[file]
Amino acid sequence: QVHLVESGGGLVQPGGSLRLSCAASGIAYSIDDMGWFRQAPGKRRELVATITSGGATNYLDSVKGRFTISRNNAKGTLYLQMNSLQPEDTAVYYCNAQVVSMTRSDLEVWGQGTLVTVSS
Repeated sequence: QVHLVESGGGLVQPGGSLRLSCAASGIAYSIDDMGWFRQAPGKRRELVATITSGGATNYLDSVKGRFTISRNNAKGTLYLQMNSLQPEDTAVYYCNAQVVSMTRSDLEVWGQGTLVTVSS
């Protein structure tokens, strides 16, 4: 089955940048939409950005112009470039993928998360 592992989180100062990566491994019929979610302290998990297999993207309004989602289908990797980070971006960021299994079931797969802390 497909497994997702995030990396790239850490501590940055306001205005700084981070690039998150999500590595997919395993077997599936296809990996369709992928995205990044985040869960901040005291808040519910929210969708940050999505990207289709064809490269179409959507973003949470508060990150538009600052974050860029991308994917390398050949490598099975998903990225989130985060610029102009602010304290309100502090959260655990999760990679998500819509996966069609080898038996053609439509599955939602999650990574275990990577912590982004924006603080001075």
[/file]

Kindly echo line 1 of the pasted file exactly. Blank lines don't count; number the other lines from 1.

Amino acid sequence: QVHLVESGGGLVQPGGSLRLSCAASGIAYSIDDMGWFRQAPGKRRELVATITSGGATNYLDSVKGRFTISRNNAKGTLYLQMNSLQPEDTAVYYCNAQVVSMTRSDLEVWGQGTLVTVSS